Jeffrey Combs in a role

Out of all the actors we want to see again, Jeffrey Combs is at the top of the list. That name might not ring a bell right away, but Combs has played an array of characters in the Star Trek world, including some of its best villains. In Deep Space Nine, he played Weyoun, a political overseer from the Dominion who had a creepy, slimy personality. During the show's run, Combs ended up playing multiple different characters, each with a different personality.

He also appeared in Voyager and Enterprise. In the latter, he played Andorian commander Thy'lek Shran—one of the best villains in Star Trek canon. Combs is extremely talented, and able to portray radically different characters so well that most people don't even realize that Shran and Weyoun are played by the same actor.

Combs would fit perfectly into Discovery. He specializes in playing creepy villains, which is something the show will need, and he's an actor that can fill out other roles as necessary. Having him in the cast would also give fans something to look forward to and help fight any anxiety they feel as the new series comes closer. In fact, let's just have Jeffrey Combs play every role in Discovery. What could go wrong?

More Andorians

Andorians are the blue-skinned aliens with antennae that first show up in the original series. Fans love them, but they've been overshadowed by the Vulcans and Klingons. It's a shame, because the Andorians are the most dynamic race in the show. Other alien races are monolithic: all Klingons are violent warriors. Vulcans are stoic and emotionless. Romulans are crafty and sneaky. But when the Andorians were onscreen, they were never one-dimensional.

Andorian culture mirrors modern human culture. They are violent and use a powerful military, mostly for homeland defense. Even though they aren't above torture and extortion, it's clear the Andorians use them out of a desire to protect their homes and families. People can relate to that. Everybody has an issue with torture and war, but most people are willing to put their morals aside when it comes to defending things they love. In that way, the Andorians are more like us than the humans in Star Trek.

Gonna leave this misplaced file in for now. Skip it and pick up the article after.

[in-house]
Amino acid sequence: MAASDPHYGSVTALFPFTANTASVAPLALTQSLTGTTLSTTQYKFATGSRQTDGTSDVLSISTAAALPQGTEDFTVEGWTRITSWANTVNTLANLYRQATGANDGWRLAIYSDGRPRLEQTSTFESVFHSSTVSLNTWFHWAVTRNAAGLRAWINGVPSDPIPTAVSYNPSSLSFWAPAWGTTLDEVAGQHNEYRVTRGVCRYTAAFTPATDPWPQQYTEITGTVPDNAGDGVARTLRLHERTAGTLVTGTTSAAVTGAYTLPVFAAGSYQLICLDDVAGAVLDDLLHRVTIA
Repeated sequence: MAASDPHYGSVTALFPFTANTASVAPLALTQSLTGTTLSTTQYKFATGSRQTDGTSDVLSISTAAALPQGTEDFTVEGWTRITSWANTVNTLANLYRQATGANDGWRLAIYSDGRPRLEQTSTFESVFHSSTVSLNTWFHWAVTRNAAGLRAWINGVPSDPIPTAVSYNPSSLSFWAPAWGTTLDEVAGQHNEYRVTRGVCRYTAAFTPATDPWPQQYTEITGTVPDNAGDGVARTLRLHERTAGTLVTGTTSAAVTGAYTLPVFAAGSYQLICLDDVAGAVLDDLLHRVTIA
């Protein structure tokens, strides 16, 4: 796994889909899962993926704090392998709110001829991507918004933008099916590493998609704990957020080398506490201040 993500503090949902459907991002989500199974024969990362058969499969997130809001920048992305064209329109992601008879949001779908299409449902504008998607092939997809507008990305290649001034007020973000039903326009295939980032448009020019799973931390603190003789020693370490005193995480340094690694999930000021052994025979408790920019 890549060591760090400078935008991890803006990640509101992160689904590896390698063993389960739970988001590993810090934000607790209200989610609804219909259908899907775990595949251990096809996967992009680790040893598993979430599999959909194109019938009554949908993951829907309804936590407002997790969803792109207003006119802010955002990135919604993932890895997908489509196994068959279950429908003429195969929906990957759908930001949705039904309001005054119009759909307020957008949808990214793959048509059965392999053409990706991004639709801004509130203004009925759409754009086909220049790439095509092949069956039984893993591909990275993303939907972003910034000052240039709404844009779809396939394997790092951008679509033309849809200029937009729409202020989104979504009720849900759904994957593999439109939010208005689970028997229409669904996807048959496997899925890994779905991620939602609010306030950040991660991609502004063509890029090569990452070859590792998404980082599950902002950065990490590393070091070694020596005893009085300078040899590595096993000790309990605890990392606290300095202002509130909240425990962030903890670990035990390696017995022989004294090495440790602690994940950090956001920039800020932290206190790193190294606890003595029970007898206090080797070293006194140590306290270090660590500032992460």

In Discovery's timeframe, the Andorians have already joined the Federation. Having them play a major role provides a lot of dramatic tension between an emotional, violent race and the peaceful utopianism of the Federation that would lend itself to an exploration of the more damaging aspects of modern human culture. Hard-hitting analogies always work great in Star Trek, and the Andorians would make an effective delivery mechanism. Plus, we could get Jeffrey Combs to reprise his role as an Andorian commander—win-win.

Complex bad guys

Television has changed a lot over the past few decades. The last iteration of Star Trek ended in 2005, and even during the decade between now and then, the type of shows we see on TV have changed. One of the biggest changes: the way networks portray bad guys. Instead of keeping them as evil, one-dimensional characters, TV now gives us complex, almost relatable, villains.

Star Trek would benefit from this. Although there are some exceptions, Star Trek villains have never been complex. Khan wanted revenge; the Borg wanted to assimilate other species; General Chang wanted war. These are simple motivations. In the modern TV environment, viewers will scoff at such thinly characterized villains.